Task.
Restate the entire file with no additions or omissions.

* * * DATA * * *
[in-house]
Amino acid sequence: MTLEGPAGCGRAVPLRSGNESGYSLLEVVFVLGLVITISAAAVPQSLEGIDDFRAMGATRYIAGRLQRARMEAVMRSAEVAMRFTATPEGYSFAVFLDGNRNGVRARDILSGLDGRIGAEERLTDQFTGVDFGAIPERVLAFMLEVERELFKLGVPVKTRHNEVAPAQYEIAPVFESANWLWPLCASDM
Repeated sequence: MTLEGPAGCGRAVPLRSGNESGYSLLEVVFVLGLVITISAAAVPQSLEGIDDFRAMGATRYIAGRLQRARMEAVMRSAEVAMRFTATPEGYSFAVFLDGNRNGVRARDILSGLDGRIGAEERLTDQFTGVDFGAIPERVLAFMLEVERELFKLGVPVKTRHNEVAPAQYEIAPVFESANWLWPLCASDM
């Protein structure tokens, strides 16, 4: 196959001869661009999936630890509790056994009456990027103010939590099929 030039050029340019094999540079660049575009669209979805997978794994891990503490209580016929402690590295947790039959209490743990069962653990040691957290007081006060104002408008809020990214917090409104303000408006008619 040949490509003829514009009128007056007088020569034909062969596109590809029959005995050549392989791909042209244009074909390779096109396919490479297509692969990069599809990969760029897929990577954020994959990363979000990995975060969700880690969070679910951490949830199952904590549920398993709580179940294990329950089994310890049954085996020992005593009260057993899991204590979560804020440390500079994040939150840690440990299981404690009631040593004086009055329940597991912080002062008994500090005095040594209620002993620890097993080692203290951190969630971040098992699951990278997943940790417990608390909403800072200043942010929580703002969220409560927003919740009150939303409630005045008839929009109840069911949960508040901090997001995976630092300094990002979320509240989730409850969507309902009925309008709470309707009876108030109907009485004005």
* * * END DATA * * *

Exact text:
[in-house]
Amino acid sequence: MTLEGPAGCGRAVPLRSGNESGYSLLEVVFVLGLVITISAAAVPQSLEGIDDFRAMGATRYIAGRLQRARMEAVMRSAEVAMRFTATPEGYSFAVFLDGNRNGVRARDILSGLDGRIGAEERLTDQFTGVDFGAIPERVLAFMLEVERELFKLGVPVKTRHNEVAPAQYEIAPVFESANWLWPLCASDM
Repeated sequence: MTLEGPAGCGRAVPLRSGNESGYSLLEVVFVLGLVITISAAAVPQSLEGIDDFRAMGATRYIAGRLQRARMEAVMRSAEVAMRFTATPEGYSFAVFLDGNRNGVRARDILSGLDGRIGAEERLTDQFTGVDFGAIPERVLAFMLEVERELFKLGVPVKTRHNEVAPAQYEIAPVFESANWLWPLCASDM
């Protein structure tokens, strides 16, 4: 196959001869661009999936630890509790056994009456990027103010939590099929 030039050029340019094999540079660049575009669209979805997978794994891990503490209580016929402690590295947790039959209490743990069962653990040691957290007081006060104002408008809020990214917090409104303000408006008619 040949490509003829514009009128007056007088020569034909062969596109590809029959005995050549392989791909042209244009074909390779096109396919490479297509692969990069599809990969760029897929990577954020994959990363979000990995975060969700880690969070679910951490949830199952904590549920398993709580179940294990329950089994310890049954085996020992005593009260057993899991204590979560804020440390500079994040939150840690440990299981404690009631040593004086009055329940597991912080002062008994500090005095040594209620002993620890097993080692203290951190969630971040098992699951990278997943940790417990608390909403800072200043942010929580703002969220409560927003919740009150939303409630005045008839929009109840069911949960508040901090997001995976630092300094990002979320509240989730409850969507309902009925309008709470309707009876108030109907009485004005």